Most of these apply to improv & sketch & anything else you want to tell.
Pixar’s rules of story
- Empathize with your main character, even if you don’t like all of his/her motivations or qualities. (For example, Woody in Toy Story initially masked his selfish desires as being selfless.)
- Unity of opposites. Each character must have clear goals that oppose each other. You should have something to say. Not a message, per se, but some perspective, some experiential truth.
- Have a key image, almost like a visual logline, to encapsulate the essence of the story; that represents the emotional core on which everything hangs. (For example, Marlin in Finding Nemo, looking over the last remaining fish egg in the nest.)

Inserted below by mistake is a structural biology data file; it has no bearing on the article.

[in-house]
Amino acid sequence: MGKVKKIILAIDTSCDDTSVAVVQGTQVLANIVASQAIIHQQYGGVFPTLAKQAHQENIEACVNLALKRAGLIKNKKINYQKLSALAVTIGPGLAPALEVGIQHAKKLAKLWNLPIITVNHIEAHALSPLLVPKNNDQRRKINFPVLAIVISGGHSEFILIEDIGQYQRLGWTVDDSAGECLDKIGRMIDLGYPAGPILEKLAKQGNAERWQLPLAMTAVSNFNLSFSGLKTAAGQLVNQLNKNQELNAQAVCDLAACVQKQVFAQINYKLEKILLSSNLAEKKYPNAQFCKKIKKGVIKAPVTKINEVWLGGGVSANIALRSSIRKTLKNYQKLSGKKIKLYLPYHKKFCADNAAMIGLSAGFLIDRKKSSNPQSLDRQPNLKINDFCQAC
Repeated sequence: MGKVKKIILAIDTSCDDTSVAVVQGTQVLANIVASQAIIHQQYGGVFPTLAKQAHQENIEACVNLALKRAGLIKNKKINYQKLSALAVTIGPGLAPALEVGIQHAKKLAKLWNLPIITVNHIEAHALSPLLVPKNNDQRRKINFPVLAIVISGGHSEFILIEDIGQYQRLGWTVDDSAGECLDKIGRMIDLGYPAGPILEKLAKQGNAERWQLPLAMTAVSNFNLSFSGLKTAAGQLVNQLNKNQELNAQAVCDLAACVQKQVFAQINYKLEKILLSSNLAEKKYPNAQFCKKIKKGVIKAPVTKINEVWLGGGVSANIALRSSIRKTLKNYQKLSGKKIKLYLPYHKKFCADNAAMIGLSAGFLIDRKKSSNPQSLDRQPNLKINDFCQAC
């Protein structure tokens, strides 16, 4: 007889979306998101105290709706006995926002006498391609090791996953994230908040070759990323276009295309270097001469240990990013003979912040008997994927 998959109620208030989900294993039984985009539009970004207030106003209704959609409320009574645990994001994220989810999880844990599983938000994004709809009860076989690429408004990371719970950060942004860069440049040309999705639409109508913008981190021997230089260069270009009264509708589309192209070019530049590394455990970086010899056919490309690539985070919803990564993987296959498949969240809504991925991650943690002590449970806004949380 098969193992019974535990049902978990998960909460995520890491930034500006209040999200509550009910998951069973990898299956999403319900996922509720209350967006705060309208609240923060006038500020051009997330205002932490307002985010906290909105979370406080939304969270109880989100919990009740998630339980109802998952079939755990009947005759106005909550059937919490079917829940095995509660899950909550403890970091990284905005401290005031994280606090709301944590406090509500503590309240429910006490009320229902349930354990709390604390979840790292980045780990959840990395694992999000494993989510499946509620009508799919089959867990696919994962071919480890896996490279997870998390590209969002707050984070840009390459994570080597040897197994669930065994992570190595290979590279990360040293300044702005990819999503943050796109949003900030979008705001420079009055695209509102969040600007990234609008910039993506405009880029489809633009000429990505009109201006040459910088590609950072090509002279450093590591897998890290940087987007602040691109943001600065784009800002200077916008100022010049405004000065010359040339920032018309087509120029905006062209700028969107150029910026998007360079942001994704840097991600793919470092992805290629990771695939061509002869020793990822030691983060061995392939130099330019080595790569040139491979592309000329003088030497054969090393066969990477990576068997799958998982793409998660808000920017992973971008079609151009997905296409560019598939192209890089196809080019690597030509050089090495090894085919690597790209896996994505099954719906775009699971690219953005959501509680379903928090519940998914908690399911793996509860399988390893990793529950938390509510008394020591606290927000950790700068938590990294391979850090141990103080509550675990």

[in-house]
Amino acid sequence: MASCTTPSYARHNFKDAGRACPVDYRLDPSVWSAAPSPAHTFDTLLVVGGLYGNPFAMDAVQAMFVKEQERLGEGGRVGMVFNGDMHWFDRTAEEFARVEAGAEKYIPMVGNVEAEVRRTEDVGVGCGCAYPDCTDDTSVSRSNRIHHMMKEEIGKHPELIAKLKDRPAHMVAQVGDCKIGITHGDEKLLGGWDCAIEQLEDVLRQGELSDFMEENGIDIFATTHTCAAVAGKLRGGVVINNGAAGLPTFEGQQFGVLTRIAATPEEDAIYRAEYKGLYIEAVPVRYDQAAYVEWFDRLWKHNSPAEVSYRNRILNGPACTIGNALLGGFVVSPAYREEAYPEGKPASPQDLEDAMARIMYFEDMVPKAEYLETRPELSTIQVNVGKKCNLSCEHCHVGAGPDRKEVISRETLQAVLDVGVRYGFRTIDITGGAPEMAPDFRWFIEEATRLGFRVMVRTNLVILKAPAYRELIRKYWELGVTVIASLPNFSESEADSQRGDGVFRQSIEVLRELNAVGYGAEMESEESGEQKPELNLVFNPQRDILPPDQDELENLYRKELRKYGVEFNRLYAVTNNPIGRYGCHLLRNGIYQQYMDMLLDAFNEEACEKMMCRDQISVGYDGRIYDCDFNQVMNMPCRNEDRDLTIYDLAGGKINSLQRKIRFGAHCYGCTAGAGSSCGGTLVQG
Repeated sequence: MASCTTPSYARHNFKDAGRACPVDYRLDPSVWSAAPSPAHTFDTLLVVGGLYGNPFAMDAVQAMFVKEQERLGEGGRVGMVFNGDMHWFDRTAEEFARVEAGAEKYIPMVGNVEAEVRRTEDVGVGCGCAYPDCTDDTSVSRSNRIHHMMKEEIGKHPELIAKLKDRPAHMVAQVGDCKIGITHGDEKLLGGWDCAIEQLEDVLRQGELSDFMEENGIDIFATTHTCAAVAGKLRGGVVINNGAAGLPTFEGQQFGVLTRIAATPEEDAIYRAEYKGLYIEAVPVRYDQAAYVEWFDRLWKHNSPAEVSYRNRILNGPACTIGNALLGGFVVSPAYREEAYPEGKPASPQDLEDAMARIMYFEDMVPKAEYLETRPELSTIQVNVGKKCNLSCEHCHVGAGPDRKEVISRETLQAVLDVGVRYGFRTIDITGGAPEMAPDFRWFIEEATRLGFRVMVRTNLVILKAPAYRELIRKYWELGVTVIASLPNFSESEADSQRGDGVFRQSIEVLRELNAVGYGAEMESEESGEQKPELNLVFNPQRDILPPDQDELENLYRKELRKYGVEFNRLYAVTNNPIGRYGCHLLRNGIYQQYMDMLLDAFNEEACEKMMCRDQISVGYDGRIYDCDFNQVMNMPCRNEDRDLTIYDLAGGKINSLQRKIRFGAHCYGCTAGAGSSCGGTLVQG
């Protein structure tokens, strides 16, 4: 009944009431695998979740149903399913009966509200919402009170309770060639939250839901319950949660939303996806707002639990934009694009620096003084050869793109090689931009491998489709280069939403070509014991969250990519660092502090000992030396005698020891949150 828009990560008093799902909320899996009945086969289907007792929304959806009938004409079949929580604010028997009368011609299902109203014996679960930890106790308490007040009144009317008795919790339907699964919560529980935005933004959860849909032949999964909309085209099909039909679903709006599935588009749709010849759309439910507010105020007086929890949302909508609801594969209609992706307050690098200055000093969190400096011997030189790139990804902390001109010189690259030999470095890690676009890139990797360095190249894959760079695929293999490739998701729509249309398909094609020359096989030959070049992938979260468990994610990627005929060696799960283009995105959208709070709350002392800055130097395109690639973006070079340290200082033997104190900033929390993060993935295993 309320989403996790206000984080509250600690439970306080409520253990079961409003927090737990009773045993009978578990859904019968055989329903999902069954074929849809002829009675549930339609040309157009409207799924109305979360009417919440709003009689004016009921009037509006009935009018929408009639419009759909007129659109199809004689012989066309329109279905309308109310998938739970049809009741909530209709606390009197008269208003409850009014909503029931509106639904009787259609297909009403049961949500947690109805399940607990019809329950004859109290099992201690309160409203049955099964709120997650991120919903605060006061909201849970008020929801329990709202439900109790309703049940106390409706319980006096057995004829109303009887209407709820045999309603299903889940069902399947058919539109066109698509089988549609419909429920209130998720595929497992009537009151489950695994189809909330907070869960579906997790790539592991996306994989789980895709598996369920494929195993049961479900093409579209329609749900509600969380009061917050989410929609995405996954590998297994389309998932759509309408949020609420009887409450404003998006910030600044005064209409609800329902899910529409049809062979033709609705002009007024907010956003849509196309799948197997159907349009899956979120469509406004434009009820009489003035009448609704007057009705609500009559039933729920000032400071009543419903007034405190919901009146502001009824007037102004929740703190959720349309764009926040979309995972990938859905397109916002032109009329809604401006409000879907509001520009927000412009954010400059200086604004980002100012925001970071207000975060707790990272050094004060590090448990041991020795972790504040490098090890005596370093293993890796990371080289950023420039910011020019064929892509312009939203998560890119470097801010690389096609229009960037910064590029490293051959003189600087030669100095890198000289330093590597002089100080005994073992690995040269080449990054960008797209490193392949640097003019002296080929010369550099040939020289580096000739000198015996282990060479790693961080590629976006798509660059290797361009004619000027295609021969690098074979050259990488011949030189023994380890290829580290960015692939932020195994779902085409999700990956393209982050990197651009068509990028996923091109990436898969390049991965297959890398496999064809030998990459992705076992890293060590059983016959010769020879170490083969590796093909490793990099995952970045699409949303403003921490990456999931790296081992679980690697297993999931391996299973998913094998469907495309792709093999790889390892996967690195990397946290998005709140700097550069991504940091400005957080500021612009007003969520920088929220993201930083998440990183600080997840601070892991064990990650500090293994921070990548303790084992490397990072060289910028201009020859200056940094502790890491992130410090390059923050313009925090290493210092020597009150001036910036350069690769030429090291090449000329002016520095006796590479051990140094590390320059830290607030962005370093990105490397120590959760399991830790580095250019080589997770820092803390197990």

- Cast actors with an appealing voice, and whom the microphone loves. Test their voice performance with animation to see if it fits.
- Know your world and the rules of it. (Such as in Monsters, Inc.)
- The crux of the story should be on inner, not outer, conflicts.
- Developing the story is like an archeological dig. Pick a site where you think the story is buried, and keep digging to find it.
- Animation should be interpretive, not realistic.
- “Just say no” to flashbacks. Only tell what’s vital, and tell it linearly. Consider music as a character to anchor the film. Music is a keeper of the emotional truth.
- One universal guideline that Pixar follows is to make the story organic… no jokes that require outside information that isn’t supplied by the film itself.